A guitarist, who collaborates with author/ broadcaster Jay Ingram on various “science and music mashups,” Trevor says his favourite part of teaching is providing undergraduate students with real-life research opportunities. For example, he and six Mount Royal students were slated to trek to Everest’s base camp in early May for a research project investigating how lowlanders adapt to highaltitude environments. He had planned to develop some portable diagnostic tools to help identify acute mountain sickness, resulting from low oxygen levels in the body. But, given the earthquake that devastated Nepal on April 25, Trevor cancelled the trip. Instead, the team will focus its efforts this summer on doing simulated high-altitude work in the lab. Read more.
“It’s a great honour,” he says.
Richard holds a M.A. in English from Concordia University, a B.Sc in Biology and a B.A. (Honours) in Philosophy, both from Trent University. He has flourished since moving to Calgary in 1995 for a one-year fellowship as the Markin-Flanagan Canadian Writer in Residence at the University of Calgary. He fell in love with the city and joined Mount Royal in 1997 as an associate professor.
“Mount Royal is far ahead of its time, because it accepts that creative work is scholarly work,” says Richard.
This has given him the time and the freedom to “make knowledge,” by publishing widely on literary criticism, mathematics, hockey, comics, graphic novels and superheroes. He’s published nine books, including six books of poetry. Hero of the Play, poems in the language of hockey, was launched at the Hockey Hall of Fame. Richard teaches composition, creative writing (poetry), and comics and graphic novels.
“Learning is not something that just happens to you. It is something that you do to yourself,” says Todd, quoting the late Robert Leamnson, the author of a compelling book on teaching philosophy. In his Introductory Biology and Principles of Genetics courses, Todd puts the onus on students to be up to speed before they come to class and to apprise him of the gaps in their knowledge.
“I put a lot of the learning on the students’ shoulders and the results are mixed,” he says. “Learning is hard. It takes discomfort and effort. If we tell students exactly what they want to know, if we just give them the answers, we cut corners and they miss valuable learning.”
Knowing that both students and colleagues nominated him for the 2015 Distinguished Faculty Award makes his win that much more “gratifying.” It is his third such nomination. “I’m proud of being able to work with interesting people,” he says. “Proud of being able to share my ideas and hear other people’s ideas.” Todd earned a PhD from Oklahoma State University in 1998 and came to Mount Royal University a year later. “I used to be a scientist in plant biology, but I made the decision to go into education. My interest now is in learning styles and techniques,” he says. This interest is evident. In his classes, he’s experimented with blogging, video, Just-in-Time Teaching, blended delivery, guided inquiry in the laboratory, peer review of writing and other active-learning techniques.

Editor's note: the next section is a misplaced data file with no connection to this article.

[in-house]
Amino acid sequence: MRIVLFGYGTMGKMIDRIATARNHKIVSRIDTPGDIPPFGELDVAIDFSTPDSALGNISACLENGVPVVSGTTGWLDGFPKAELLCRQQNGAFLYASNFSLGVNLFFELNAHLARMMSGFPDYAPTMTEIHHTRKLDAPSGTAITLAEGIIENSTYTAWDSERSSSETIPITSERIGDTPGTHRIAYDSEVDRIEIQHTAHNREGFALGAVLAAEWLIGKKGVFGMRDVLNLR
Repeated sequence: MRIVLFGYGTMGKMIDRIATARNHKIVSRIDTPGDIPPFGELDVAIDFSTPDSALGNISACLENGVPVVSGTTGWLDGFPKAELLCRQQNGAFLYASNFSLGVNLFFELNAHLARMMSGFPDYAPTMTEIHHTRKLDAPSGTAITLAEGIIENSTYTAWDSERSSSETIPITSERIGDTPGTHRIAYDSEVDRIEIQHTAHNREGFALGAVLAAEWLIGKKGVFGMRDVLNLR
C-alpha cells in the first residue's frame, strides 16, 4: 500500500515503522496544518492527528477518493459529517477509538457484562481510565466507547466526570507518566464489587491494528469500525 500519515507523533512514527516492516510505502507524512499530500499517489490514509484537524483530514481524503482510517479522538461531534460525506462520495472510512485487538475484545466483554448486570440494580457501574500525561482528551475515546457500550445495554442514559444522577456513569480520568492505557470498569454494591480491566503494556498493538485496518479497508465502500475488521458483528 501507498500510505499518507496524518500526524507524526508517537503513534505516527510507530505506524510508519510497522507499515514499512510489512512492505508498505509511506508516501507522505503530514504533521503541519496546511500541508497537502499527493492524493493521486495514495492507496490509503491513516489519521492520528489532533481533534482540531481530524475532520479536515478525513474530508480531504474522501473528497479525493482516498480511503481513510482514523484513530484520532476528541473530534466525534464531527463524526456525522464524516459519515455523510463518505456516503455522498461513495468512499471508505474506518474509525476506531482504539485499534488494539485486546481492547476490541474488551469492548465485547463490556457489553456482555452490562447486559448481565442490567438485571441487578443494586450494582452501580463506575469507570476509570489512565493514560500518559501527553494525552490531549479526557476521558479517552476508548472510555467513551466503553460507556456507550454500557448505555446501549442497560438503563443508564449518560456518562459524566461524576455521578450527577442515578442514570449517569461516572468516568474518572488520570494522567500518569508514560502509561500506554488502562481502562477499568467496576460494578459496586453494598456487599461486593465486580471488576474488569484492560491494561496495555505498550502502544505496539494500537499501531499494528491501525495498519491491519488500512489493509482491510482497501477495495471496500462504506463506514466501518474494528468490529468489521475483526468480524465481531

Students in those courses give her rave reviews: “Katja’s classes are a joy, for each and every class she poses new questions, predicaments and concepts to grapple with.”
“It’s mind-blowing to learn new things that I never thought of before.”
“Her class has opened me up to how I think and I look at things in a new light.”
“I enjoy teaching,” says Katja. “It’s a particular challenge and an opportunity to teach courses in General Education. It’s not how academia is structured, where everything is premised on specialization with defined parameters.”
Her approach is to organize each course around a multidisciplinary theme, such as food. “Food is more than just calories you put in your mouth,” she says. “It’s an experience, a social phenomenon. It can be approached biologically, socially, ethnically, morally, aesthetically. We can bring in history and philosophy. Food is nice because it’s very accessible.”
Katja herself has a multidisciplinary background. In Finland, she competed for 10 years in heptathlon, a gruelling track and field combined contest that consists of seven events: 100-metre hurdles, high jump, shot put, long jump, javelin throw, a 200-metre run and an 800-metre run. She’s studied martial arts since the age of 10, but became interested in a traditional Japanese martial art called ‘taijutsu’ when she was completing her PhD. It is the focus of much of her scholarly writing.
This creative exercise and those six words neatly summarize Carolyn’s approach to life, working and teaching. Carolyn, the proud recipient of a Distinguished Faculty Award, holds a B.Sc. from the University of Alberta and an MBA from the University of Calgary. A geologist by training, she has a background in sales and marketing at both non-profit and for-profit organizations. She joined Mount Royal in 1996. By the fall of 1997, she was on the tenure track and had a child at the same time. After a couple of years of juggling both, Carolyn decided she wanted summers off, like her husband, a teacher. “I gave up the tenure and went part-time. It’s very civilized and I’ve never looked back,” Carolyn says.
Although she mainly teaches marketing and entrepreneurship in the Bissett School of Business, Carolyn’s taught more than 14 different courses. In her Creativity for Entrepreneurial Practice course, she uses gaming and blogging, and encourages students to “step out of their self-imposed boxes” with art, dance and other forms of creative expression. What is the best part of her “awesome” job? “I love that every day is different, and that every day I learn something new and I laugh.” As for those summers, she’s a major supporter of the Okotoks Dawgs baseball team and loves to “travel, camp, run, bike and read trashy novels.”